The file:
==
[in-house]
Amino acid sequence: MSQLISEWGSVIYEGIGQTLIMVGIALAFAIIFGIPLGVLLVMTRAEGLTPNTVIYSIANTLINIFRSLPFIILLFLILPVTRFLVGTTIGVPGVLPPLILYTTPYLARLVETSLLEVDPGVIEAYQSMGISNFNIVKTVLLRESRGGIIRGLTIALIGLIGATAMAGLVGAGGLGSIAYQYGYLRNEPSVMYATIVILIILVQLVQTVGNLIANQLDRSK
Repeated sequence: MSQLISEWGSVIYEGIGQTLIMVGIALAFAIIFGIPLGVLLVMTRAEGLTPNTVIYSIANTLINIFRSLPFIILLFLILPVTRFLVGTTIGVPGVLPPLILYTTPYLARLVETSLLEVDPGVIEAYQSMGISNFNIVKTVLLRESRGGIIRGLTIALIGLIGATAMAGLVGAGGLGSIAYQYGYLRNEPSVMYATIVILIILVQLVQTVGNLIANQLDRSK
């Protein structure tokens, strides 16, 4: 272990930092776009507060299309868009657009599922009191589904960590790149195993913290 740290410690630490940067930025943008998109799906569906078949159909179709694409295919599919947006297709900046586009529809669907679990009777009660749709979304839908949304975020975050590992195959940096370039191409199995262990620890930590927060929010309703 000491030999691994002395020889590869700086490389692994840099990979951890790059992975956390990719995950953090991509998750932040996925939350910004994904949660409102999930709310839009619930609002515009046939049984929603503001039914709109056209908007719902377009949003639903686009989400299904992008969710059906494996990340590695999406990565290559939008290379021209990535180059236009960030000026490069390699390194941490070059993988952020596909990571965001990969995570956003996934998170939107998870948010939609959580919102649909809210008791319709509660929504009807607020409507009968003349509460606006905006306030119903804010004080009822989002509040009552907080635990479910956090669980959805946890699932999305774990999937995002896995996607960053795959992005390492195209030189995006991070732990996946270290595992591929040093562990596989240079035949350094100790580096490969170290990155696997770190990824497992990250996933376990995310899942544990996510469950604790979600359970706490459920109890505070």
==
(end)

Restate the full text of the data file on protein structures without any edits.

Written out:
[in-house]
Amino acid sequence: MSQLISEWGSVIYEGIGQTLIMVGIALAFAIIFGIPLGVLLVMTRAEGLTPNTVIYSIANTLINIFRSLPFIILLFLILPVTRFLVGTTIGVPGVLPPLILYTTPYLARLVETSLLEVDPGVIEAYQSMGISNFNIVKTVLLRESRGGIIRGLTIALIGLIGATAMAGLVGAGGLGSIAYQYGYLRNEPSVMYATIVILIILVQLVQTVGNLIANQLDRSK
Repeated sequence: MSQLISEWGSVIYEGIGQTLIMVGIALAFAIIFGIPLGVLLVMTRAEGLTPNTVIYSIANTLINIFRSLPFIILLFLILPVTRFLVGTTIGVPGVLPPLILYTTPYLARLVETSLLEVDPGVIEAYQSMGISNFNIVKTVLLRESRGGIIRGLTIALIGLIGATAMAGLVGAGGLGSIAYQYGYLRNEPSVMYATIVILIILVQLVQTVGNLIANQLDRSK
């Protein structure tokens, strides 16, 4: 272990930092776009507060299309868009657009599922009191589904960590790149195993913290 740290410690630490940067930025943008998109799906569906078949159909179709694409295919599919947006297709900046586009529809669907679990009777009660749709979304839908949304975020975050590992195959940096370039191409199995262990620890930590927060929010309703 000491030999691994002395020889590869700086490389692994840099990979951890790059992975956390990719995950953090991509998750932040996925939350910004994904949660409102999930709310839009619930609002515009046939049984929603503001039914709109056209908007719902377009949003639903686009989400299904992008969710059906494996990340590695999406990565290559939008290379021209990535180059236009960030000026490069390699390194941490070059993988952020596909990571965001990969995570956003996934998170939107998870948010939609959580919102649909809210008791319709509660929504009807607020409507009968003349509460606006905006306030119903804010004080009822989002509040009552907080635990479910956090669980959805946890699932999305774990999937995002896995996607960053795959992005390492195209030189995006991070732990996946270290595992591929040093562990596989240079035949350094100790580096490969170290990155696997770190990824497992990250996933376990995310899942544990996510469950604790979600359970706490459920109890505070």